Inspired By A Fiddler Crab Eye, Researchers Created The First Artificial Vision System That Can See Both On Land And Underwater

Different vision systems with unique imaging properties have developed in nature in various natural settings. These have served as inspiration for the creation of numerous artificial vision systems, such as human-eye type (terrestrial environment), insect-eye type (terrestrial environment), and fish-eye type (aquatic environment).

These vision systems have influenced artificial vision. However, earlier attempts to mimic the graded RI have concentrated on aberration correction and antireflection. Additionally, the highest field of view (FoV) of the bioinspired electronic eyes currently on the market is hemispherical (about 180°), not omnidirectional (about 360°).

The intertidal fiddler crab, which inhabits both a terrestrial and aquatic environment, has evolved complex eyes with flat-face lenses that provide panoramic vision and amphibious imaging capabilities. The compound eyes’ structure, which occupies nearly the whole eye stalk and has a flat nature and graded refractive index (RI) of the corneal facet lens, suppresses the defocusing effect brought on by changes in the external environment (FoV).

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The functional and anatomical structure of the fiddler crab eye was imitated by researchers from the Computer Science and Artificial Intelligence Laboratory (CSAIL) at MIT and other research partners to create an amphibious artificial vision system with a panoramic field of view (FoV).

The artificial eye, which resembles a round, small, mostly unremarkable, black ball, interprets its inputs using a combination of components that process and comprehend the light. The researchers paired a flexible photodiode array with comb-shaped patterns wrapped over the 3-D spherical structure with an array of flat microlenses with a graded refractive index profile. Regardless of the refractive index of its surroundings, this arrangement ensured that light rays from various sources would always converge at the same location on the picture sensor.

In studies conducted in the air and on the water, the amphibious and panoramic imaging capabilities were examined by taking pictures of five objects from various angles and distances. Both on land and in water, the system offered consistent image quality and a nearly 360° range of vision.

The team states that their systems can help create novel applications such as augmented and virtual reality, panoramic motion detection, and obstacle avoidance in constantly changing surroundings. The size of semiconductor optical units, frequently found in smartphones, vehicles, and monitoring/surveillance cameras, is now constrained at the laboratory level.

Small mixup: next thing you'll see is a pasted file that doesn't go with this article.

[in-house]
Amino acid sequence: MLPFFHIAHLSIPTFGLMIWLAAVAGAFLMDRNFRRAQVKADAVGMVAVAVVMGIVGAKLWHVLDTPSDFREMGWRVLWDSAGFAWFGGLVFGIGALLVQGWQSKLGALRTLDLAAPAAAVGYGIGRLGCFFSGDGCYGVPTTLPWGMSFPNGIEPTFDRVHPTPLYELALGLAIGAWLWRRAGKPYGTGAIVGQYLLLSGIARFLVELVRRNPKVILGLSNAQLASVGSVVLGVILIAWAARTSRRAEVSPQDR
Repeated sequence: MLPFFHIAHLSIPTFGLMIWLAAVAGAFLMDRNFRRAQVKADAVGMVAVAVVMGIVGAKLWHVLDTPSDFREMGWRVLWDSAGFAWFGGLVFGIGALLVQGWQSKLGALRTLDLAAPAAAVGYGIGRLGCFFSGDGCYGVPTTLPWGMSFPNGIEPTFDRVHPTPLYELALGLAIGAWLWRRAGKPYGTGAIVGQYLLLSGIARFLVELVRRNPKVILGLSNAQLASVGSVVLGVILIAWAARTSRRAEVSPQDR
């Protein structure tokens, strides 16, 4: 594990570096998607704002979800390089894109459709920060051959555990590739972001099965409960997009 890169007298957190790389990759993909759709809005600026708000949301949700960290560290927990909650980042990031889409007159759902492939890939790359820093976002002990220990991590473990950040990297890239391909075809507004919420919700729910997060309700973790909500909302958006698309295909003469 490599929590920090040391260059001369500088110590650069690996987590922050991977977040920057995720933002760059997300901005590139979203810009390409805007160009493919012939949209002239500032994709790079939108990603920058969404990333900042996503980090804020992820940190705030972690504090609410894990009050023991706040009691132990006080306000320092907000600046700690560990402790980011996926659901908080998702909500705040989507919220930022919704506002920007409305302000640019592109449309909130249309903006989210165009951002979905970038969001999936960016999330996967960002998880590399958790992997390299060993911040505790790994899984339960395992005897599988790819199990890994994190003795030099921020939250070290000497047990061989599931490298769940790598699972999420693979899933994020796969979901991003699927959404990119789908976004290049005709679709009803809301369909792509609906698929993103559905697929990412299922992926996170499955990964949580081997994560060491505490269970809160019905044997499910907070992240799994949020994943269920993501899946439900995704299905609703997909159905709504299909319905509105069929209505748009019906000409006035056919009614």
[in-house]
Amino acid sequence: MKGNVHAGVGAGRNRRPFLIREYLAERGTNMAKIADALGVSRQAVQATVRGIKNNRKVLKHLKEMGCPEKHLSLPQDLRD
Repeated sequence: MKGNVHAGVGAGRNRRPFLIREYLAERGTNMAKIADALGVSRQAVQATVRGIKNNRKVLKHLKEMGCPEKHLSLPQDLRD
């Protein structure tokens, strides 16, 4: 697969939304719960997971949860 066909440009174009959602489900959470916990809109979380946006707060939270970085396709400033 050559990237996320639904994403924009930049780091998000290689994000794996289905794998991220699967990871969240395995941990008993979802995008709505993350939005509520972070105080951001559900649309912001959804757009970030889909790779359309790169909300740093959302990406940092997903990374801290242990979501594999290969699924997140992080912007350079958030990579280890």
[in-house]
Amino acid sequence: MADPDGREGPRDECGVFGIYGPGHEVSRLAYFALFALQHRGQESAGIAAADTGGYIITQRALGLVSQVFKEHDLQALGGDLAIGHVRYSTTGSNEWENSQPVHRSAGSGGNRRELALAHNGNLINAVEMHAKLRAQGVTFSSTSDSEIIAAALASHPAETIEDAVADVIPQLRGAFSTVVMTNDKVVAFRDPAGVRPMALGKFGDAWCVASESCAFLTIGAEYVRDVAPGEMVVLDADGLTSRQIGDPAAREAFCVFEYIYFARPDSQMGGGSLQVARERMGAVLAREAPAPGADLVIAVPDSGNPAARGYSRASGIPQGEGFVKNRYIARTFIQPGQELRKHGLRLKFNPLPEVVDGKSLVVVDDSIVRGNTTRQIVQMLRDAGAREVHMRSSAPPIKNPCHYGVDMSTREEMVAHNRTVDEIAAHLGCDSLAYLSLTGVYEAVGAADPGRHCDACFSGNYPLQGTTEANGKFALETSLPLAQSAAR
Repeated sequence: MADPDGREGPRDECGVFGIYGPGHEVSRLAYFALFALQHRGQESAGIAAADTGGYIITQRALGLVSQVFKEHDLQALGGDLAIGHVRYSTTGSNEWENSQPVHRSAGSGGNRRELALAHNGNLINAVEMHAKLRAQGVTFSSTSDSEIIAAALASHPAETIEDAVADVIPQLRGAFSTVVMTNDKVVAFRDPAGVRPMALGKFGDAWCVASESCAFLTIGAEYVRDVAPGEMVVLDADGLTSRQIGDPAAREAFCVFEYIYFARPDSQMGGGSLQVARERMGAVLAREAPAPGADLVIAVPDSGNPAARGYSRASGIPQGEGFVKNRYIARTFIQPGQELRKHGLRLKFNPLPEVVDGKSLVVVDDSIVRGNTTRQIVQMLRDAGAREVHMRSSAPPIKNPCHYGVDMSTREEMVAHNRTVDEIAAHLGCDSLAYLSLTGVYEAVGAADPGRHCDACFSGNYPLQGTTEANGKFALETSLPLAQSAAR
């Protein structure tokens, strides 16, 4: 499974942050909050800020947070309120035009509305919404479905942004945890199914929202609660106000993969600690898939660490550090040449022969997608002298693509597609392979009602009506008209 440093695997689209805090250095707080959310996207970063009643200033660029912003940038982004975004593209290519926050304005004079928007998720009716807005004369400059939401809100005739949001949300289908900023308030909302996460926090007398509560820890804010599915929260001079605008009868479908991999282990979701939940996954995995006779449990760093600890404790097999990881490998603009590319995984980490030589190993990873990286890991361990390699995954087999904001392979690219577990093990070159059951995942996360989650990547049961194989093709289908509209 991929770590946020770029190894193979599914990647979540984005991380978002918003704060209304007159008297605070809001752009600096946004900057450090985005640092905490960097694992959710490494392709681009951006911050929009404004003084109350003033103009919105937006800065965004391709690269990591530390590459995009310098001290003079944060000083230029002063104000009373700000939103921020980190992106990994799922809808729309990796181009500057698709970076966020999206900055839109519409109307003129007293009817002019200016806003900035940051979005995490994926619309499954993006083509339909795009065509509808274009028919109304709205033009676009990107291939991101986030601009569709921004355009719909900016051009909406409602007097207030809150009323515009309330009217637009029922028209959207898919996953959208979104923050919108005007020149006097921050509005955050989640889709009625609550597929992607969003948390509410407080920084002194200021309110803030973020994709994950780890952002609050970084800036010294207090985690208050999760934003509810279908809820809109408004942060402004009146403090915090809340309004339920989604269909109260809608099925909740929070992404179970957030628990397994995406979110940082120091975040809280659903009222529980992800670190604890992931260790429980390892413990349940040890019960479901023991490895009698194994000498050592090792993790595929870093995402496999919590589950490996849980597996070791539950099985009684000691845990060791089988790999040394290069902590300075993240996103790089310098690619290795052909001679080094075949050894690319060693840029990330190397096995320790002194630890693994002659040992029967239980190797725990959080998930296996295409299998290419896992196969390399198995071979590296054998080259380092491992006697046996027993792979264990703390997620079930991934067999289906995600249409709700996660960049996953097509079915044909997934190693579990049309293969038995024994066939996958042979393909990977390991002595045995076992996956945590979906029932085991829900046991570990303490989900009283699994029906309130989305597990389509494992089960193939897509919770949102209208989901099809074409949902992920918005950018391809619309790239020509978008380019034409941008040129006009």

The researchers believe the technological barrier can be overcome to create a far smaller camera that performs better than those currently produced using image sensor manufacturers like Samsung and SK Hynix technologies. 

During the testing, five cartoonish objects—a dolphin, an airplane, a submarine, a fish, and a ship—were projected onto the artificial vision system from various angles and distances. The team conducted the multilaser spot imagining experiments, and the fabricated images agreed with the simulation. 

The researchers believe that this optical engineering and non-planar imaging device combines elements of bio-inspired design with cutting-edge flexible electronics to provide special capabilities not possible with traditional cameras. They hope that further research will be conducted to examine the light adaption systems with biological inspiration and further engineering to produce higher resolution and superior image processing.

This Article is written as a research summary article by Marktechpost Staff based on the research paper 'An amphibious artificial vision system with a panoramic visual field'. All Credit For This Research Goes To Researchers on This Project. Check out the paper and reference article.

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Tanushree Shenwai is a consulting intern at MarktechPost. She is currently pursuing her B.Tech from the Indian Institute of Technology(IIT), Bhubaneswar. She is a Data Science enthusiast and has a keen interest in the scope of application of artificial intelligence in various fields. She is passionate about exploring the new advancements in technologies and their real-life application.